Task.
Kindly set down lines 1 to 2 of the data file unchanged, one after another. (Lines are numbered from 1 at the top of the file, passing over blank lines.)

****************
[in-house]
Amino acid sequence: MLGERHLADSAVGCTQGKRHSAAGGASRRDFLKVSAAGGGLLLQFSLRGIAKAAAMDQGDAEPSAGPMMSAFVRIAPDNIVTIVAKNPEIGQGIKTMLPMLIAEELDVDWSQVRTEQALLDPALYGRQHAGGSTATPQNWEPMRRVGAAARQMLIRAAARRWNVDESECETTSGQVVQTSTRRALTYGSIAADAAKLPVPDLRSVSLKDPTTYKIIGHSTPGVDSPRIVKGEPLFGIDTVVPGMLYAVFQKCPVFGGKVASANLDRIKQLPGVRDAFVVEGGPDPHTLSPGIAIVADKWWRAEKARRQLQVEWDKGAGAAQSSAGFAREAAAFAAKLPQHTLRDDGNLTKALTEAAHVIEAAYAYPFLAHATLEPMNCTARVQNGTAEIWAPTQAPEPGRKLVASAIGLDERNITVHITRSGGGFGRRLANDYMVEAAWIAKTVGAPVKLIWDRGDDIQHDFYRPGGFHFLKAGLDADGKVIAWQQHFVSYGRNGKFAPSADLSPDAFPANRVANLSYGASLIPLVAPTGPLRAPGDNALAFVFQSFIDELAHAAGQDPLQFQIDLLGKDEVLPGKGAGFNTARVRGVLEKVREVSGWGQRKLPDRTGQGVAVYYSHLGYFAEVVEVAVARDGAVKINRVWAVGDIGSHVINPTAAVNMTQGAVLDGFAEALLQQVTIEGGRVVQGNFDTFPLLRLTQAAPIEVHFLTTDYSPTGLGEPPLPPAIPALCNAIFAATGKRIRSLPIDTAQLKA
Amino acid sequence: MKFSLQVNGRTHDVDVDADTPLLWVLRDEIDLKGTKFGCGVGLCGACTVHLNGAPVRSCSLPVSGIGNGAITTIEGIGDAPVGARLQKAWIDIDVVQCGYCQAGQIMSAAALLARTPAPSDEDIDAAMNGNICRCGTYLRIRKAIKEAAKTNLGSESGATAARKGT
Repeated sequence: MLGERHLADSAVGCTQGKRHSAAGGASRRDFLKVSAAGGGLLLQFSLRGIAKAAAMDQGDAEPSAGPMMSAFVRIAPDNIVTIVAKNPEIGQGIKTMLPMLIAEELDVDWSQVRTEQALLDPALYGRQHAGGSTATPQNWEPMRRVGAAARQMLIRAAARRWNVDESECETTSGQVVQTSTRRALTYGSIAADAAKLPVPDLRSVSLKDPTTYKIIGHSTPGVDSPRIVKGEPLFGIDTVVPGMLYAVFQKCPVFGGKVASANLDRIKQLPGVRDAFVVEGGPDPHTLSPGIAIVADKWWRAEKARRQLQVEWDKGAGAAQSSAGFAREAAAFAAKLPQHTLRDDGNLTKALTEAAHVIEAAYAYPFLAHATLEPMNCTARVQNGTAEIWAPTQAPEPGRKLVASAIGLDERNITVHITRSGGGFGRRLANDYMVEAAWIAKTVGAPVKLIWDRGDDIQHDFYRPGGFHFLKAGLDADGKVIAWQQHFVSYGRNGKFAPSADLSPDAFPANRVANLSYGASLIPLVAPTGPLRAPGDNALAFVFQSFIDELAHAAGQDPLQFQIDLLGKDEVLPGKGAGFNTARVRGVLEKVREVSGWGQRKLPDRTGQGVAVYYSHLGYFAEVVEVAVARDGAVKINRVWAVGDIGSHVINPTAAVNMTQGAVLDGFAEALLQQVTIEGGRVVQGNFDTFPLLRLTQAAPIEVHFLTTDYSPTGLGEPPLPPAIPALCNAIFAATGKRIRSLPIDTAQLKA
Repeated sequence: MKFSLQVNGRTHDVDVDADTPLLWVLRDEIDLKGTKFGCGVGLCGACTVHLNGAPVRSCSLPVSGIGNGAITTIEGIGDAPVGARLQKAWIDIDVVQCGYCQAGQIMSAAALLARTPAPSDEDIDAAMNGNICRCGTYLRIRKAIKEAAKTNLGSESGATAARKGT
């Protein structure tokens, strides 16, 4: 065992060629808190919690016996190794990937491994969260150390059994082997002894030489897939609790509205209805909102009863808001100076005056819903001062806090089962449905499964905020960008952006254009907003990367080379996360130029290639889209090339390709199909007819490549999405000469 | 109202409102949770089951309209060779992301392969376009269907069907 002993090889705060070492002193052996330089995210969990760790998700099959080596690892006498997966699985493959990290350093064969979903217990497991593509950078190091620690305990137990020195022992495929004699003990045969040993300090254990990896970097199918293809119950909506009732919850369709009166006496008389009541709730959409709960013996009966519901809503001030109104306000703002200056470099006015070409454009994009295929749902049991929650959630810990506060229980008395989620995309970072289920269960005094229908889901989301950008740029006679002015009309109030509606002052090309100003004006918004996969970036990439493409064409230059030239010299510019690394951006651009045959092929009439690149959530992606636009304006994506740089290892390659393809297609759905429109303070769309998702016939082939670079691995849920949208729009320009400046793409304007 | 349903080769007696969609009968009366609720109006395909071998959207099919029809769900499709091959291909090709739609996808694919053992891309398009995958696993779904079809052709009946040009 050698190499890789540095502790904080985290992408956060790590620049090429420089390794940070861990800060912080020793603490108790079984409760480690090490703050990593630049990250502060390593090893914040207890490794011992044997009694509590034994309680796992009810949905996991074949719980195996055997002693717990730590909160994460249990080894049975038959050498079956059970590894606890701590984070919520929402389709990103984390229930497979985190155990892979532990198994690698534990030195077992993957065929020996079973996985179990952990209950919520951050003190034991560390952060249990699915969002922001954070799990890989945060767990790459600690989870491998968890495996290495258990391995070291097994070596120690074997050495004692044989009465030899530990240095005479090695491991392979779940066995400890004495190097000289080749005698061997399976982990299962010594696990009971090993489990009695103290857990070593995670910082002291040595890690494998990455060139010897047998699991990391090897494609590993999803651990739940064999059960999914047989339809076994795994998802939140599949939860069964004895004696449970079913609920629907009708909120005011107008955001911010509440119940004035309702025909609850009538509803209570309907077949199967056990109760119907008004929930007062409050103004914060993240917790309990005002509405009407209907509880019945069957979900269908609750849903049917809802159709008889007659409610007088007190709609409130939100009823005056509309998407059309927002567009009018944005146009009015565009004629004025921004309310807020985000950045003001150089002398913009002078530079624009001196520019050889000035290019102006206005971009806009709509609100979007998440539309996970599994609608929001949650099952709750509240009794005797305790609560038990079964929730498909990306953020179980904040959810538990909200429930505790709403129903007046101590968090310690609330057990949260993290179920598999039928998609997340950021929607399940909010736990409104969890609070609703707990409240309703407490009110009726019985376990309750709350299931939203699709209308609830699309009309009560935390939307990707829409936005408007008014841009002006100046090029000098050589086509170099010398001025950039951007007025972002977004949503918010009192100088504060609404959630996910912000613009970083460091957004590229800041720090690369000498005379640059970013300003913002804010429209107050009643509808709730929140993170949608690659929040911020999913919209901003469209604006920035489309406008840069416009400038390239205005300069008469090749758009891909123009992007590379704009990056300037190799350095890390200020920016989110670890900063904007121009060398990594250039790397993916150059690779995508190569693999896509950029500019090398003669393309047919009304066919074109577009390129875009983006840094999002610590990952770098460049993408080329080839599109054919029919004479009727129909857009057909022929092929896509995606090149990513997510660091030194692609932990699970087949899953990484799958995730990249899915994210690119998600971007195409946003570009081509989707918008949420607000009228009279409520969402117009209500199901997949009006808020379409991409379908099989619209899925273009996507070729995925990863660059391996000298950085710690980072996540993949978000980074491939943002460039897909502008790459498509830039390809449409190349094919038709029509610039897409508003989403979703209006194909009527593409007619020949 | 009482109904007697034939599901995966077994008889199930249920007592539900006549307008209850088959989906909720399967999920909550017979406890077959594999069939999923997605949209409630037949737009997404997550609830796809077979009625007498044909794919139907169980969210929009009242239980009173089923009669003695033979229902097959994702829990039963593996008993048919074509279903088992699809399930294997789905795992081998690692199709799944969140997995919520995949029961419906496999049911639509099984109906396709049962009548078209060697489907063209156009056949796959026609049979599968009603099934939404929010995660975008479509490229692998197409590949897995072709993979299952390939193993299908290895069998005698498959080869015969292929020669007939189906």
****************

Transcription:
[in-house]
Amino acid sequence: MLGERHLADSAVGCTQGKRHSAAGGASRRDFLKVSAAGGGLLLQFSLRGIAKAAAMDQGDAEPSAGPMMSAFVRIAPDNIVTIVAKNPEIGQGIKTMLPMLIAEELDVDWSQVRTEQALLDPALYGRQHAGGSTATPQNWEPMRRVGAAARQMLIRAAARRWNVDESECETTSGQVVQTSTRRALTYGSIAADAAKLPVPDLRSVSLKDPTTYKIIGHSTPGVDSPRIVKGEPLFGIDTVVPGMLYAVFQKCPVFGGKVASANLDRIKQLPGVRDAFVVEGGPDPHTLSPGIAIVADKWWRAEKARRQLQVEWDKGAGAAQSSAGFAREAAAFAAKLPQHTLRDDGNLTKALTEAAHVIEAAYAYPFLAHATLEPMNCTARVQNGTAEIWAPTQAPEPGRKLVASAIGLDERNITVHITRSGGGFGRRLANDYMVEAAWIAKTVGAPVKLIWDRGDDIQHDFYRPGGFHFLKAGLDADGKVIAWQQHFVSYGRNGKFAPSADLSPDAFPANRVANLSYGASLIPLVAPTGPLRAPGDNALAFVFQSFIDELAHAAGQDPLQFQIDLLGKDEVLPGKGAGFNTARVRGVLEKVREVSGWGQRKLPDRTGQGVAVYYSHLGYFAEVVEVAVARDGAVKINRVWAVGDIGSHVINPTAAVNMTQGAVLDGFAEALLQQVTIEGGRVVQGNFDTFPLLRLTQAAPIEVHFLTTDYSPTGLGEPPLPPAIPALCNAIFAATGKRIRSLPIDTAQLKA